Monthly Archives: April 2016

The Elusive Arubus Smart Card

Aruba is not cheap; like any tourist haven, the island has mastered the art of maximum cash extraction from its carefree visitors, to who hardly notice the exorbitant taxi fares and dining tabs while escaping from a hectic life in another continent.  And why should they?  With resorts regularly pricing rooms north of $300-400 per night during high season – not to mention airfare – the other costs are drops in the ocean.


However, when your ocean is more of a grudging, desert puddle, those drops are seen with a slightly different perspective: after all, what is a puddle but a meager collection of drops? When your AirBnB is running $43/night (weekly rate during low season, mind), those $20 taxi fares start to look rather obscene.  I could go about 25mi in Abu Dhabi for that rate and if it was a round trip… well, you could hire a car and driver for an entire day in Bali with a bit of bartering.  Which means I was quick to investigate other options, and in Aruba (shared taxi “car-bus” vans aside – they cost a flat USD $2 by the way), that means the bus – I mean, Arubus.



At USD $2.60 per ride (4/2016) and no such thing as transfers, Arubus can quickly become one of the most expensive public transit systems around, especially as there is no such thing as a transfer.  Want to get from anywhere south of Oranjestad to somewhere north of town (eg Eagle Beach, Palm Beach, Arashi beach)?  That’ll be $5.20.  Round trip?  $10.40.  To Baby Beach and back from the high rise hotels, with 3 “transfers”?  $15.60.  Per person.  Ouch.  Those $20, 72hr European transit cards begin to be sorely missed.

But hey, what is this Arubus Advantage Smart Card I see the occasional dutch ad for at (the very few well marked) bus stops?  Well, the fact is, no one seems to know – in English-speaking tourist-ville, at least.  Surprisingly, despite all the forums and TripAdvisor / FlyerTalk posts on Aruba, this topic is woefully under-discussed online as well.  There were plenty of folks asking for details on these “smart cards”, but no one providing answers.  The few posts I could find with any information at all didn’t really look very promising.  Cards for residents only?  No longer being used at all?  Lots of second-hand information, and most of it from 2012-2014 at that.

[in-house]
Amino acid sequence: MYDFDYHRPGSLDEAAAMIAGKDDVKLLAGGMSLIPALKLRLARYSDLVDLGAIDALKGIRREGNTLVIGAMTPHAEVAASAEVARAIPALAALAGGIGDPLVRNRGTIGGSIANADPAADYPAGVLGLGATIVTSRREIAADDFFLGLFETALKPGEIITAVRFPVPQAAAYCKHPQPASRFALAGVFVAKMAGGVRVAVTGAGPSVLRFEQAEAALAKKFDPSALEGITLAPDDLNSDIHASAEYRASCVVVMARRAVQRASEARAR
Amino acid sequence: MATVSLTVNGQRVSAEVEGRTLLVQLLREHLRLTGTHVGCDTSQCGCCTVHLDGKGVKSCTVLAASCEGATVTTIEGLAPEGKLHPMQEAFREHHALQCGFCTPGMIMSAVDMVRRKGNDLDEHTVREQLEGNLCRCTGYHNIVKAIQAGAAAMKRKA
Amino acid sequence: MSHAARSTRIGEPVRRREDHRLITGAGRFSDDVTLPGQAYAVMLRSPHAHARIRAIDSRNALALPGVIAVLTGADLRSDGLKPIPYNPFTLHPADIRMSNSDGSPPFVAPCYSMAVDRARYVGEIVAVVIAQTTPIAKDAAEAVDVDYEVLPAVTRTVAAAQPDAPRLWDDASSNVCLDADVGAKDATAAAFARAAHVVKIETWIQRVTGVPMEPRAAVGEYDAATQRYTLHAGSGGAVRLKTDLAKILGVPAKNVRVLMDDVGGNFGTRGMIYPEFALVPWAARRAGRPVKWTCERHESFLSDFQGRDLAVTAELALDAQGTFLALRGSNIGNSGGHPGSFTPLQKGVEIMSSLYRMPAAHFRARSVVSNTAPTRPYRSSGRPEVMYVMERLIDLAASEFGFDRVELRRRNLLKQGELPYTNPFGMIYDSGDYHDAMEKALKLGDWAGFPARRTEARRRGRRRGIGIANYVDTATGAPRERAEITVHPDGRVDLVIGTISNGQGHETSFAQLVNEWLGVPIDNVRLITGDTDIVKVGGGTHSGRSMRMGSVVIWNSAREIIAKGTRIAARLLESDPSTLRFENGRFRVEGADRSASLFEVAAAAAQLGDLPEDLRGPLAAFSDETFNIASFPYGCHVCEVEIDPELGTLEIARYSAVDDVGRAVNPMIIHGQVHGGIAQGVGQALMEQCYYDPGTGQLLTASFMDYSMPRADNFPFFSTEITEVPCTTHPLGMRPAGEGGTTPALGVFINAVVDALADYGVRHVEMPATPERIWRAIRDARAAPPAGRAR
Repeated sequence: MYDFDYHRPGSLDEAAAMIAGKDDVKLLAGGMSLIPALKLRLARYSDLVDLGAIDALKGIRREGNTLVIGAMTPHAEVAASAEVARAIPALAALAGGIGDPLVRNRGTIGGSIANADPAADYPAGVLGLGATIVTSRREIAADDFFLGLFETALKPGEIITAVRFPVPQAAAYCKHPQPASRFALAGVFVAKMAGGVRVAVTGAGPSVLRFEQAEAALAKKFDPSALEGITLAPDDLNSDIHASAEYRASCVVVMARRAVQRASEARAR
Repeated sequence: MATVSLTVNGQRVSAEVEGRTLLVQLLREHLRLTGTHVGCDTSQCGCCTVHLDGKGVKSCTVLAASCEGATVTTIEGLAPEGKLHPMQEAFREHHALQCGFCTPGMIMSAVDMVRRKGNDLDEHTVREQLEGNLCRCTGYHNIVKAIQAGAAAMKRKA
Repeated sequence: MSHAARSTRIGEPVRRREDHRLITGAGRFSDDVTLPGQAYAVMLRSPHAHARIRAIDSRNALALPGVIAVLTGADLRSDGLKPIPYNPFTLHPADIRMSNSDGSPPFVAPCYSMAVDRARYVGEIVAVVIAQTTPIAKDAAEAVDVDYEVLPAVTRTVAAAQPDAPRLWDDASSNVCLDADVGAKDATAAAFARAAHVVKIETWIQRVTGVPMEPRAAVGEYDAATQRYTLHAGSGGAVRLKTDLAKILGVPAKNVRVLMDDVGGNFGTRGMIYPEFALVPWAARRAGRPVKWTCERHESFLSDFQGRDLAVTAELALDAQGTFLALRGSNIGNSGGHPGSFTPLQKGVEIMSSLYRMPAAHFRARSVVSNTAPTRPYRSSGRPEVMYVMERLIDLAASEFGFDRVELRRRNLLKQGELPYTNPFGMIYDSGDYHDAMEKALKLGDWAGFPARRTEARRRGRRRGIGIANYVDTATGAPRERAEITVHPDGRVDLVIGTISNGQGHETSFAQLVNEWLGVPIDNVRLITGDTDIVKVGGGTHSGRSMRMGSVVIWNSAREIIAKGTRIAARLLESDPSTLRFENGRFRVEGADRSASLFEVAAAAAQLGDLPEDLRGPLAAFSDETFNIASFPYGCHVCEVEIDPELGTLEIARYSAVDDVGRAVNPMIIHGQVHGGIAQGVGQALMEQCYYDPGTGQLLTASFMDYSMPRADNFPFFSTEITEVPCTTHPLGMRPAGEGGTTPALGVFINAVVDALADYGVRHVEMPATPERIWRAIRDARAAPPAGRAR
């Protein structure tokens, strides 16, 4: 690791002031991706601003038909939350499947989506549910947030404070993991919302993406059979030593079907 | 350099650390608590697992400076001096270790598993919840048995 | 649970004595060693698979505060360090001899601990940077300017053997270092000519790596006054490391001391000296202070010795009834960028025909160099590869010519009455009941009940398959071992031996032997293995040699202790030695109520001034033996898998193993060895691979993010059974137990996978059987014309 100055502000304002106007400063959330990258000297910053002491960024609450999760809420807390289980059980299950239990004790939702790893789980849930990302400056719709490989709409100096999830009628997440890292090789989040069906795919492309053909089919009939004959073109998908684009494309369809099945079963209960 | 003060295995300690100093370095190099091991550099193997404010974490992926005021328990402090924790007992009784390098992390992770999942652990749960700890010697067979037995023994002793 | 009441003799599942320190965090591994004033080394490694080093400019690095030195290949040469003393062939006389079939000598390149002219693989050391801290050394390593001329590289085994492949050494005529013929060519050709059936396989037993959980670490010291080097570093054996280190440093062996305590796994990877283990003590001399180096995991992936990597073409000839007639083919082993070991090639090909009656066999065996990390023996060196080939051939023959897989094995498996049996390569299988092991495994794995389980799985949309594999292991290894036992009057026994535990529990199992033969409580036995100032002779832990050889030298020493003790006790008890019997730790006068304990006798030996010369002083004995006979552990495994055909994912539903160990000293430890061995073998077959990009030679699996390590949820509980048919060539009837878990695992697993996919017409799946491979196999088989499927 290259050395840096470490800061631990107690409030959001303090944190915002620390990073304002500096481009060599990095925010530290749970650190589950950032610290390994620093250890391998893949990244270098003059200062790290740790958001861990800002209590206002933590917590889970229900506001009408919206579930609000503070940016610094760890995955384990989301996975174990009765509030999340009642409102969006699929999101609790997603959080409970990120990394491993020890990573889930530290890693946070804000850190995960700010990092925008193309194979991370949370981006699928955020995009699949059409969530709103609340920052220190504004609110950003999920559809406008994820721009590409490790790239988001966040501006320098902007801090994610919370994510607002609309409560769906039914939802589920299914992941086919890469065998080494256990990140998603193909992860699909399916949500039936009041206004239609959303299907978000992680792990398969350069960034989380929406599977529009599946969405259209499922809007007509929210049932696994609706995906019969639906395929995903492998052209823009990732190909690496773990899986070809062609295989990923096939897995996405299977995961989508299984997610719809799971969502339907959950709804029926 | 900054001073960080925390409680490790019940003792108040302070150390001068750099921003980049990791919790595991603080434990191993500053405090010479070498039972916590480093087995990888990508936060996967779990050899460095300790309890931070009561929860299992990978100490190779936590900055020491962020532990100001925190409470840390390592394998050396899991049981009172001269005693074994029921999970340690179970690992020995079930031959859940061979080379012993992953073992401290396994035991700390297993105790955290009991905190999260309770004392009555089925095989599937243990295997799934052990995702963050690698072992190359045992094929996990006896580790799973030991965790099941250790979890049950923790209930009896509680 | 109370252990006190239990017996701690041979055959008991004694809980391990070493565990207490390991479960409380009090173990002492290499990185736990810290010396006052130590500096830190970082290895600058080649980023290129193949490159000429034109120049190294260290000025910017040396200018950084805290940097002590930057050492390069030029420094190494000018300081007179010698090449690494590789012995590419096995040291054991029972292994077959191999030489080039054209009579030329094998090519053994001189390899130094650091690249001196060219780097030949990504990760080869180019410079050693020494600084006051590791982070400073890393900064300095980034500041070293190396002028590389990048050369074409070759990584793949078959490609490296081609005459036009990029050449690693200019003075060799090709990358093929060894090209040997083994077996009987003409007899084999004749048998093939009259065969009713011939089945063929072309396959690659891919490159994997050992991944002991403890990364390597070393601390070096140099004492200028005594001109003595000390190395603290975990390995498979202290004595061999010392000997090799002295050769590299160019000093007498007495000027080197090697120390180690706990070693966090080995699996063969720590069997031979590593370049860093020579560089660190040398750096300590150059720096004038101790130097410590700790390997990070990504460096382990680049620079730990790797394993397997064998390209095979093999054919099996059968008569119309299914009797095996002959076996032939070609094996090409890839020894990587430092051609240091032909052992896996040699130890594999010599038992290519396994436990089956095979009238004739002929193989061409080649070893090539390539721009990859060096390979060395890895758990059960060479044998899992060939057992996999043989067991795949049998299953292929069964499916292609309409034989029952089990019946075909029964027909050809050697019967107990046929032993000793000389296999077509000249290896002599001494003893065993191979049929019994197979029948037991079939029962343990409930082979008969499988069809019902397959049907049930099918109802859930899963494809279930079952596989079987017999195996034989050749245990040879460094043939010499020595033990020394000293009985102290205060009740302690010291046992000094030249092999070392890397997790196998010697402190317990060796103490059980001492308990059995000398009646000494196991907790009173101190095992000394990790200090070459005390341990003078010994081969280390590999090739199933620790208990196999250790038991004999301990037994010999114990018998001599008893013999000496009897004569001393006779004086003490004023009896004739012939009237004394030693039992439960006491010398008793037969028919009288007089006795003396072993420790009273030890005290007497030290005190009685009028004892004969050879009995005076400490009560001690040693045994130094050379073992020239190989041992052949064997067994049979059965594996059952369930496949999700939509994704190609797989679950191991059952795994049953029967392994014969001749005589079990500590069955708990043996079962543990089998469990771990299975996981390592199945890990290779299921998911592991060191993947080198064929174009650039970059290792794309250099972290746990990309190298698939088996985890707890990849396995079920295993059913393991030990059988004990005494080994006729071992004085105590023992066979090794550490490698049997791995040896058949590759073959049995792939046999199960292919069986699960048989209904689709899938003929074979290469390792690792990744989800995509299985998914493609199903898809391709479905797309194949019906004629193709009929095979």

So, on day 2 of our visit, my dad and I made a trip to Arubus Headquarters.  On foot, of course.  It’s about a 10 minute walk North from the airport, which also happens to be where the nearest bus stop is located.  They are open on weekdays from 8am-3:30pm (yes, the website and office door say 4:00 or 4:30, but they were closing when we arrived at 3:25).  So, lets get some questions answered with sweet, up to date (2016), first hand facts:

  1. Do I have to be a resident or citizen of Aruba to get a Smart Card?
    1. No, and no.  Citizens can get the more discounted Advantage card, but the standard card is available to all.  Here is the application form.
  2. How much is it?
    1. $9 USD (15 AWG) for the card.  Additional funds can be loaded later or at the time of purchase to pay for fares, at 3 AWG each (about $1.70 US). Currency conversion happens when the card is loaded.  Smart Cards expire every three years, starting in 2014 (so the card I purchased in 2016 expires in 2017.  If I were to buy a new one then, it would expire in 2020).
  3. Do they take foreign credit cards?
    1. Not reliably.  They have a MasterCard sign, but could not process my US card.  USD was accepted, though.
  4. Do I need a card for each member of my family.
    1. No.  The same card can be used multiple times for each person in your party.  Probably don’t even have to be family, though I’d recommend the cardholder at least be present in the group, as their picture is on the card.
  5. What information and/or ID do I need to provide?
    1. I was not asked for any ID.  Put down the address for the AirBnB apartment and they took my photo.  Card was printed in <10min.ArubusSmartCard
  6. Where can the cards be reloaded?